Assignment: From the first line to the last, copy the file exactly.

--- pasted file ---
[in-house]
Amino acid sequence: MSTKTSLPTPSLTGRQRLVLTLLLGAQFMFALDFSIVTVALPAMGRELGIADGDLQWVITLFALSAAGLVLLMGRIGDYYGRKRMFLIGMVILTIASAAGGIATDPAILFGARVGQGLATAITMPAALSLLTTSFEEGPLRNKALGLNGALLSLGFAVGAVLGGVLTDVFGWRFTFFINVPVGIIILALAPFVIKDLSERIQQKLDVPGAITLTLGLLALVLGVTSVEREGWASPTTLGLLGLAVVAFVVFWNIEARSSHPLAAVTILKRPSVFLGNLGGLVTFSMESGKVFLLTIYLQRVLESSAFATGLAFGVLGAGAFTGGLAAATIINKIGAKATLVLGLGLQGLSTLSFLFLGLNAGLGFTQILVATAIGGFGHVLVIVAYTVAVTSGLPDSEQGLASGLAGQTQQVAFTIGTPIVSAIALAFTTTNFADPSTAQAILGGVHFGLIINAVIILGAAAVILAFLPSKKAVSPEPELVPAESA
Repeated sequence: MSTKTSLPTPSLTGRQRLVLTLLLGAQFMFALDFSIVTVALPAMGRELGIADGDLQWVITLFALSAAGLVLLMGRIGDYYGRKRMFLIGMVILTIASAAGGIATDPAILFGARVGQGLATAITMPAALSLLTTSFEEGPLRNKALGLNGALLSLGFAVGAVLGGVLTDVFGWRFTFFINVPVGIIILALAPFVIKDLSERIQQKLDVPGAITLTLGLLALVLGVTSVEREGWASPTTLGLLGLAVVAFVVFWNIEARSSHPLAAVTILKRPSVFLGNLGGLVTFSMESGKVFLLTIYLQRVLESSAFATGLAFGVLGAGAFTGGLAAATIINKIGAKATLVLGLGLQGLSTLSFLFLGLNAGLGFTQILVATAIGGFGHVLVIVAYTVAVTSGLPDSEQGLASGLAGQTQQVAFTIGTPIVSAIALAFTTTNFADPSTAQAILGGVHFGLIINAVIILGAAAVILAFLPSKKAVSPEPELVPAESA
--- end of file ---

[in-house]
Amino acid sequence: MSTKTSLPTPSLTGRQRLVLTLLLGAQFMFALDFSIVTVALPAMGRELGIADGDLQWVITLFALSAAGLVLLMGRIGDYYGRKRMFLIGMVILTIASAAGGIATDPAILFGARVGQGLATAITMPAALSLLTTSFEEGPLRNKALGLNGALLSLGFAVGAVLGGVLTDVFGWRFTFFINVPVGIIILALAPFVIKDLSERIQQKLDVPGAITLTLGLLALVLGVTSVEREGWASPTTLGLLGLAVVAFVVFWNIEARSSHPLAAVTILKRPSVFLGNLGGLVTFSMESGKVFLLTIYLQRVLESSAFATGLAFGVLGAGAFTGGLAAATIINKIGAKATLVLGLGLQGLSTLSFLFLGLNAGLGFTQILVATAIGGFGHVLVIVAYTVAVTSGLPDSEQGLASGLAGQTQQVAFTIGTPIVSAIALAFTTTNFADPSTAQAILGGVHFGLIINAVIILGAAAVILAFLPSKKAVSPEPELVPAESA
Repeated sequence: MSTKTSLPTPSLTGRQRLVLTLLLGAQFMFALDFSIVTVALPAMGRELGIADGDLQWVITLFALSAAGLVLLMGRIGDYYGRKRMFLIGMVILTIASAAGGIATDPAILFGARVGQGLATAITMPAALSLLTTSFEEGPLRNKALGLNGALLSLGFAVGAVLGGVLTDVFGWRFTFFINVPVGIIILALAPFVIKDLSERIQQKLDVPGAITLTLGLLALVLGVTSVEREGWASPTTLGLLGLAVVAFVVFWNIEARSSHPLAAVTILKRPSVFLGNLGGLVTFSMESGKVFLLTIYLQRVLESSAFATGLAFGVLGAGAFTGGLAAATIINKIGAKATLVLGLGLQGLSTLSFLFLGLNAGLGFTQILVATAIGGFGHVLVIVAYTVAVTSGLPDSEQGLASGLAGQTQQVAFTIGTPIVSAIALAFTTTNFADPSTAQAILGGVHFGLIINAVIILGAAAVILAFLPSKKAVSPEPELVPAESA